- Make sure they are well rested
- Make sure to bring plenty of snacks
- Make them use the bathroom before leaving the house and at every convenient interval thereafter, whether they think they have to go or not. And especially if they insist they don't need to go.
These rules are not just for kids, but for dads and moms and aunts and anyone else on the outing. And they are especially important when all of your children are female and require an actual toilet to relieve themselves.
I recently was very, very pregnant, and therefore had to use the bathroom quite often. Pretty much every time I left the bathroom I needed to turn around and go back in. After my baby girl arrived I was overjoyed to have my bladder return to its former capacity. And I got cocky. One super busy day I failed to adhere to rule #3 and found myself stranded on the freeway behind a car accident trying very hard to not think about the fact that I hadn't used the bathroom in 8 hours. I recommitted to stick to rule #3 in the future.
My little sister came out to visit after Christmas and we decided to take a trip to the city. We rode BART into San Francisco with all the kids. We explored Union Square, then rode the trolley down to Fisherman's Wharf. I kept the children fed and pottied (though they continually complained, through mouths full of food, that they were starving). We had a delicious lunch, then wandered over to look at the seals on Pier 39. As we headed back toward the Musee Mechanique, we passed the fully automated, free standing bathrooms. I've always given them a wide berth, not fully understanding how they worked and fearing for their cleanliness. However, this time, despite the hordes of holiday crowds, there was no line. As I realized that it was time for a potty break, and this was our best option in the area, I decided to give it a try.
I pushed the button on the wall, and the mechanical door slid open. Leaving Maggie with my sister, with Rosie strapped to my chest in her carrier, Chloe, Addie and I entered the bathroom. It was very clean, and full of all sorts of buttons, ones to open the door and turn on the water, and a kickplate to open the door for those who prefer not to touch the buttons. However, after Chloe relieved herself, I realized there was no button to flush the toilet--it would only flush after the room had been vacated. (Cue ominous music) Since we were already in, I had Addie go. Then, remembering rule #3, I also decided to use the bathroom.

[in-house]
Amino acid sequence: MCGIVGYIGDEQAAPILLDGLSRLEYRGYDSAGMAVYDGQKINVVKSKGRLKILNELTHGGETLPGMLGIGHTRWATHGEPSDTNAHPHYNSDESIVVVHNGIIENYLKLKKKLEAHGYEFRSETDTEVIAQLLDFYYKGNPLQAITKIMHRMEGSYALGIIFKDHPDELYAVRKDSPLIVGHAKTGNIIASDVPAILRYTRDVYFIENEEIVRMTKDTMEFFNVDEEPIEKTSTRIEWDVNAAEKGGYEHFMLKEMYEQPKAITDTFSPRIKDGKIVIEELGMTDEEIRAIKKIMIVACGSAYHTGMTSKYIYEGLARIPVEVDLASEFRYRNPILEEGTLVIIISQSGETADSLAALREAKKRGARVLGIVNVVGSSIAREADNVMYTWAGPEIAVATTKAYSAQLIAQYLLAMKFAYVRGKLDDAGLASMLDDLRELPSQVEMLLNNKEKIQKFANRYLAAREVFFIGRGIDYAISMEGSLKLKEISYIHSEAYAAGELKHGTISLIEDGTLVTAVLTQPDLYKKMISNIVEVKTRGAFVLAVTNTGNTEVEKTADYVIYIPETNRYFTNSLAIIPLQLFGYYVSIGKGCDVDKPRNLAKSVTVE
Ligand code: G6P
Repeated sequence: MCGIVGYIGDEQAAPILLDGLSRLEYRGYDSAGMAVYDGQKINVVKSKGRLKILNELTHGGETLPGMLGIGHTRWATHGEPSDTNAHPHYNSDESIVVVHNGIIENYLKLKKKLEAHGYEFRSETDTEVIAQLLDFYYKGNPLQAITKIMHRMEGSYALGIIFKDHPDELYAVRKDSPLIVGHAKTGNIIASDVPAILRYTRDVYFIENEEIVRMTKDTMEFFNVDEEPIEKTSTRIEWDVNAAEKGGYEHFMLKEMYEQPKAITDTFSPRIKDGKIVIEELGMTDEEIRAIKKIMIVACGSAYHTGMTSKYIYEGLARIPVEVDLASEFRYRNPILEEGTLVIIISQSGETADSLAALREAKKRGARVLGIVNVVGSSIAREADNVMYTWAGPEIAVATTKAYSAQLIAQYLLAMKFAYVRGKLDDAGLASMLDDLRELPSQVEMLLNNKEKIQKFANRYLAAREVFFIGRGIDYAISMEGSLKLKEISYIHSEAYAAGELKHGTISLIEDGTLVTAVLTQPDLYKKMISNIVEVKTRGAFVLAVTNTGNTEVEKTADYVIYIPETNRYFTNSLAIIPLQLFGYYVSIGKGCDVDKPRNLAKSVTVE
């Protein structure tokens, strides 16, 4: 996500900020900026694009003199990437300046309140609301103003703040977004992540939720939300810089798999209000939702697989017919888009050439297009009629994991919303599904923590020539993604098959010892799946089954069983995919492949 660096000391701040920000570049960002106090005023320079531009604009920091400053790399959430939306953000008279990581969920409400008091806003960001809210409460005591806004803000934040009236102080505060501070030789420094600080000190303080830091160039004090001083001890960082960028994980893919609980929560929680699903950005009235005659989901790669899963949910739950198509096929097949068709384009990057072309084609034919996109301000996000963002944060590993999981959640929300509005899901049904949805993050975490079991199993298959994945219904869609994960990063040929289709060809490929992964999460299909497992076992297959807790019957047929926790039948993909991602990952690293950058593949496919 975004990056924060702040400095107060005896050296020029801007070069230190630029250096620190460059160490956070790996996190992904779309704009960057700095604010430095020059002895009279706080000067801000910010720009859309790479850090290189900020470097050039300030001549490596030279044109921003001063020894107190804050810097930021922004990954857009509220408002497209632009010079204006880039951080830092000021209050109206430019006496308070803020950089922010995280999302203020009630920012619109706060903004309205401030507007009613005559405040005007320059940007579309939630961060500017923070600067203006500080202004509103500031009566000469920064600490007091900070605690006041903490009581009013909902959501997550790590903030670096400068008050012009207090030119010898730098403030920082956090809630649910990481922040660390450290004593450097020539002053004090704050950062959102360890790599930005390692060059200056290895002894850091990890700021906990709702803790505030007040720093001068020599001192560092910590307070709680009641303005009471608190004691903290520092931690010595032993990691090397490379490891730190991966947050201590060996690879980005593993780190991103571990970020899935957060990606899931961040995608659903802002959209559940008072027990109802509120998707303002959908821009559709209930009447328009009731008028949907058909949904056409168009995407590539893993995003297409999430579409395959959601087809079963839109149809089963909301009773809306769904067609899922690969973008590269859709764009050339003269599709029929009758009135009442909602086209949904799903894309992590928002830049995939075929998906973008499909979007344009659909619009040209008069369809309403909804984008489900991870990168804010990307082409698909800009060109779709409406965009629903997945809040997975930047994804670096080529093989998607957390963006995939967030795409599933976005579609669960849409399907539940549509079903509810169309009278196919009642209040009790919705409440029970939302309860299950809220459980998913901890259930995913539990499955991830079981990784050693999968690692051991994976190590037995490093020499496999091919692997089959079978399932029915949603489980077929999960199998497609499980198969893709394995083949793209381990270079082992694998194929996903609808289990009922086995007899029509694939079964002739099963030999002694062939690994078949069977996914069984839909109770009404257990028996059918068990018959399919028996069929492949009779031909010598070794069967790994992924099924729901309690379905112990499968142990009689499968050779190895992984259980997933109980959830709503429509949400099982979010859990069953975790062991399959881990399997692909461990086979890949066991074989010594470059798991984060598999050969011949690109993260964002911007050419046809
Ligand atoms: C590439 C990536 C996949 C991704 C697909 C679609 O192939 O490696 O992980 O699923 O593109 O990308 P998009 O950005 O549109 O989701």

Perhaps it's better that you don't know this wasn't the first time I had used the bathroom with my baby attached to me, but I figured this was my best option for the moment. And I have often shared a stall with my girls, though every time it's a race to get my pants back up before they decide it's time to unlock the door. As I quickly did my business, the girls started getting restless. Chloe started dancing around. I watched in horror as her foot, seemingly in slow motion, banged into the kickplate. Frozen in terror, I was helpless to stop the large door from sliding open, exposing me, quite literally, to the crowd that had gathered to wait for the bathroom.
Time stopped. I aged several years as we tried to locate a button that would close the door before discovering there was no button that would close the door. The only way to close the door was to get off the pressure sensitive floor, which could only be accomplished by leaving the bathroom. And I was literally caught with my pants down. The line of people politely backed away, out of sight. I called to my sister and had her move my double stroller in front of the door to give me a little bit of a shield. And I thanked my lucky stars that I had chosen the bathroom that faced the ocean, and not the one that faced the street.
As quickly and discreetly as I could, I got my pants up and got out of there. One of the people waiting, another mom, commented on how calm I was. She said, "I would have been screaming at my daughter." Oh, I was definitely screaming inside, but I didn't want to do it out loud because I really didn't want to attract more attention. So I laughed. This was the sort of thing that could only happen to a mom, and because I've been a mom for some time now, it hardly even phased me. Easily the most embarrassing moment of my life? Yes. But was it something that in future years I would look back on and laugh about? Yes and no. Because I really couldn't do anything but laugh about it right then. It was hilarious.
Not that I want to repeat the experience anytime soon.